The whole thing just frustrates me. And to be honest, I feel like a bit of a tool now for dignifying this rubbish with a response. Is this really what American political discourse has come to?
ETA: By following various links I came across this Telegraph article from August, which is apparently where the whole thing came up in the first place. It contains more information about Sex Rebel: Black, with the following passage probably being the most relevant (emphasis added):
In a surviving portion of an autobiographical manuscript, Mr Davis confirms that he was the author of Sex Rebel: Black after a reader had noticed the “similarities in style and phraseology” between the pornographic work and his poetry.
“I could not then truthfully deny that this book, which came out in 1968 as a Greenleaf Classic, was mine.” In the introduction to Sex Rebel, Mr Davis (writing as Greene) explains that although he has “changed names and identities…all incidents I have described have been taken from actual experiences”.
Now, I could be completely wrong on this. Sex Rebel could be the gospel truth of Davis’s life, and Davis might have published the book as Bob Greene for strictly practical purposes. But I remain unconvinced that this is not a situation wherein the author is being conflated with a character he created.
October 3, 2008
The publisher’s blurb for Laurie Halse Anderson’s novel Speak reads as follows:
Melinda Sordino busted an end-of-summer party by calling the cops. Now her old friends won’t talk to her, and people she doesn’t even know hate her from a distance. The safest place to be is alone, inside her own head. But even that’s not safe. Because there’s something she’s trying not to think about, something about the night of the party that, if she let it in, would blow her carefully constructed disguise to smithereens. And then she would have to speak the truth. This extraordinary first novel has captured the imaginations of teenagers and adults across the country.
The “something” Melinda is trying not to think about is the fact that she was raped at that end-of-summer party, which is also the real reason she called the police.* The rape, the way Melinda is treated by her classmates (including the rapist), and her reactions to both are a big part of why the book is assigned so widely in schools — for example, one summer (2002) when I was working at a bookstore the book was assigned as summer reading to a large number of local high school students. Of course, that content is also why the book is frequently objected to (a line from a one-star review on Amazon.com (the last review on the page): “This book should be for mature readers because of offensive language and adult subject matter”) and challenged (one such challenge is discussed by the author here). Read the rest of this entry »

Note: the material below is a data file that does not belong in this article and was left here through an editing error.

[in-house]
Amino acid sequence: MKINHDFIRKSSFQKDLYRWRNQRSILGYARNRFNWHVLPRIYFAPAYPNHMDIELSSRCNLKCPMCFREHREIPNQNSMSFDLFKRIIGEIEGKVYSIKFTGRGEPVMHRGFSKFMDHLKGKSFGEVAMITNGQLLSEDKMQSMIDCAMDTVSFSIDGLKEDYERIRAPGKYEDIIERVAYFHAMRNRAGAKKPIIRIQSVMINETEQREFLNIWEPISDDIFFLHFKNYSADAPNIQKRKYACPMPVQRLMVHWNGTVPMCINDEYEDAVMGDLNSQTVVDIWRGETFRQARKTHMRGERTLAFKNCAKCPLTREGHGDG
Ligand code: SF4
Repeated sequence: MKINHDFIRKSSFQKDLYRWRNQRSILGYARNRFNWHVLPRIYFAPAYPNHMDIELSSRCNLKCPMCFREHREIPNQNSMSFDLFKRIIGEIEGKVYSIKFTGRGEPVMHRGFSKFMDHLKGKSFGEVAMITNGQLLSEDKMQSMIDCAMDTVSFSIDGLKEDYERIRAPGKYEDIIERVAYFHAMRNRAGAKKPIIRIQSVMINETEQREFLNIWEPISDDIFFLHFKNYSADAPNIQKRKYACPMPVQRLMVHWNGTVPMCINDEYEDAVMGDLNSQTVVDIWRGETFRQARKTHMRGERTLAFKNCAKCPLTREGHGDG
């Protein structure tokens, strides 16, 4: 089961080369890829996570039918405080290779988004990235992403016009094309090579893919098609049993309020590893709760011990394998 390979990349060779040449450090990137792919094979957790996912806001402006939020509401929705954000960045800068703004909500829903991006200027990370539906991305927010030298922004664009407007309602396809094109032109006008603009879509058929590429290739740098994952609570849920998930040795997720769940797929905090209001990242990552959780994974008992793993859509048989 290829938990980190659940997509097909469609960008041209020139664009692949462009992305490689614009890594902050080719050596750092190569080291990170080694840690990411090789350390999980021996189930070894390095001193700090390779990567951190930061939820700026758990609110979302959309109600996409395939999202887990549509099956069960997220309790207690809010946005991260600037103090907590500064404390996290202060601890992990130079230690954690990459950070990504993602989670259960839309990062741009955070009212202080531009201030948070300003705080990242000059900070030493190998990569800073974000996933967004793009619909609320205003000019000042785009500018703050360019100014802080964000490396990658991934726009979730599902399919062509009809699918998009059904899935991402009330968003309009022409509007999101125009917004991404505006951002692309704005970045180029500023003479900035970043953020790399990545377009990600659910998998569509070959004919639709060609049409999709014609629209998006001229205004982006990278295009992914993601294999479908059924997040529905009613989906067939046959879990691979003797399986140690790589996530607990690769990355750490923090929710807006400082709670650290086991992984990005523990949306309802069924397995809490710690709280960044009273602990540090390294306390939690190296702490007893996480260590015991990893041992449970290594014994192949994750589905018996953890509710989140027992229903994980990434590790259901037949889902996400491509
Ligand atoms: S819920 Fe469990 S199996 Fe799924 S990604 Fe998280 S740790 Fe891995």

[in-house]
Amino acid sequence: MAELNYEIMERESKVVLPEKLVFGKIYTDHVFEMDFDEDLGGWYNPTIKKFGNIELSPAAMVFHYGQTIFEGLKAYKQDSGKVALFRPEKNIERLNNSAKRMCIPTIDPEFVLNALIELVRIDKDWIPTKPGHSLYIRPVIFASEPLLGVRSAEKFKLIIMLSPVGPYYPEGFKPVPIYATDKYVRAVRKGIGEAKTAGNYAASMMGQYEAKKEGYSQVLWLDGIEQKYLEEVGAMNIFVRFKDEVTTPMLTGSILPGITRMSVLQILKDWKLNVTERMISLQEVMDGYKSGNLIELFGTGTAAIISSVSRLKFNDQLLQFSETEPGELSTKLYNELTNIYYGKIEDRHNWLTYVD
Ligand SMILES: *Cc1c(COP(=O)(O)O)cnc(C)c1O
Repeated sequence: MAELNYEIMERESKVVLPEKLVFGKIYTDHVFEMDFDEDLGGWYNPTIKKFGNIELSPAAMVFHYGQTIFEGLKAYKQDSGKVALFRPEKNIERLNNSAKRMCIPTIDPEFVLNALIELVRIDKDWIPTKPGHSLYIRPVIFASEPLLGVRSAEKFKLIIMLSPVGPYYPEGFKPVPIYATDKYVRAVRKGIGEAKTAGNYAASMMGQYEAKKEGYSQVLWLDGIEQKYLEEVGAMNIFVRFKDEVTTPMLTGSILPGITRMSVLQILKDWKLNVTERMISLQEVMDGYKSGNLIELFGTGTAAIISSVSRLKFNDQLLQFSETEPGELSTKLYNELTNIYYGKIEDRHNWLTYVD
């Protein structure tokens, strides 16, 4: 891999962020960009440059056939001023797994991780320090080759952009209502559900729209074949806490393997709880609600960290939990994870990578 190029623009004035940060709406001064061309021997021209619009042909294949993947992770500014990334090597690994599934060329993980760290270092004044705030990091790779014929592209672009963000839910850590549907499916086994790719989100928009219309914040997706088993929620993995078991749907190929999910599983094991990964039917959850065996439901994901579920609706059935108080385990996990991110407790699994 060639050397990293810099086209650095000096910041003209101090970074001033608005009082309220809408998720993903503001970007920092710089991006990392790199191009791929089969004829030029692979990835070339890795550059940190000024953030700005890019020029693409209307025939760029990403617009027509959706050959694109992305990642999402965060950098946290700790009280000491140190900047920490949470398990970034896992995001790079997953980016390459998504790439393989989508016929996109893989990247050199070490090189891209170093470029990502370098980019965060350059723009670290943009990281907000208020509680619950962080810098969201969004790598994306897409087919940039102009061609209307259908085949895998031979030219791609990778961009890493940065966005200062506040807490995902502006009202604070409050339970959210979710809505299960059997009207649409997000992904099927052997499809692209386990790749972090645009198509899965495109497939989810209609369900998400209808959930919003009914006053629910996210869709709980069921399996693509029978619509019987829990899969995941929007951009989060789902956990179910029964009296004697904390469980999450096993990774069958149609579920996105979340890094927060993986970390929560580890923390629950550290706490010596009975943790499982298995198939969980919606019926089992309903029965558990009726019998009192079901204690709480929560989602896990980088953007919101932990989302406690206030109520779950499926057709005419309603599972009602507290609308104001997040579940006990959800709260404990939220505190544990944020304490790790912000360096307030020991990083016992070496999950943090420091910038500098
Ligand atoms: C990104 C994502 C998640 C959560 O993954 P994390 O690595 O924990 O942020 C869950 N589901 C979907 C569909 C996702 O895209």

May 2, 2008
Snagged this from Evil Bender:
Via Stranger Fruit, I learn about an interesting book meme: “106 Books of Pretension,” which is really “the top 106 books most often marked as ‘unread’ by LibraryThing’s users.” I don’t think these books, as a group, are particularly pretentious. There is a surprisingly wide range represented . . .
So, here we go — books I’ve read are in italics, books I began and never finished are struck through, and books in standard type I haven’t (yet) bothered with:
* Jonathan Strange & Mr Norrell
* Anna Karenina
* Crime and Punishment (I really enjoyed this book. In other news, I’m a huge book nerd.)
* One Hundred Years of Solitude (very much want to read this)
* Wuthering Heights
* The Silmarillion
* Life of Pi : a novel
* The Name of the Rose (another to-read)
* Don Quixote
* Moby Dick (I also enjoyed this one more than I expected to.)
* Ulysses (someday…)
* Madame Bovary (I was supposed to read this the summer before 12th grade. Not so much.)
* The Odyssey
* Pride and Prejudice
* Jane Eyre
* The Tale of Two Cities
* The Brothers Karamazov (I made it through the first 300 pages. That’s only a third of the book.)
* Guns, Germs, and Steel: the fates of human societies
* War and Peace
* Vanity Fair
* The Time Traveler’s Wife
* The Iliad
* The Blind Assassin
* The Kite Runner
* Mrs. Dalloway
* Great Expectations
* American Gods (I loves me some Neil Gaiman)
* A Heartbreaking Work of Staggering Genius
* Atlas Shrugged
* Reading Lolita in Tehran : a memoir in books
* Memoirs of a Geisha
* Wicked : the life and times of the wicked witch of the West (I want to read this, or at least I like the idea, but on more than one occasion I’ve picked it up at the bookstore, then put it down again…)
* The Canterbury tales (I can’t quite remember if I’ve definitely read all of the Tales, but I’m counting it anyway.)
* The Historian : a novel
* A Portrait of the Artist as a Young Man
* Love in the Time of Cholera
* Brave New World
* The Fountainhead
* Foucault’s Pendulum
* Middlemarch (I’d like to read this)
* The Count of Monte Cristo
* A Clockwork Orange
* Anansi Boys
* The Once and Future King
* The Grapes of Wrath (Had to read this in high school and found it dreadfully dull; had to read it in grad school and loved it.)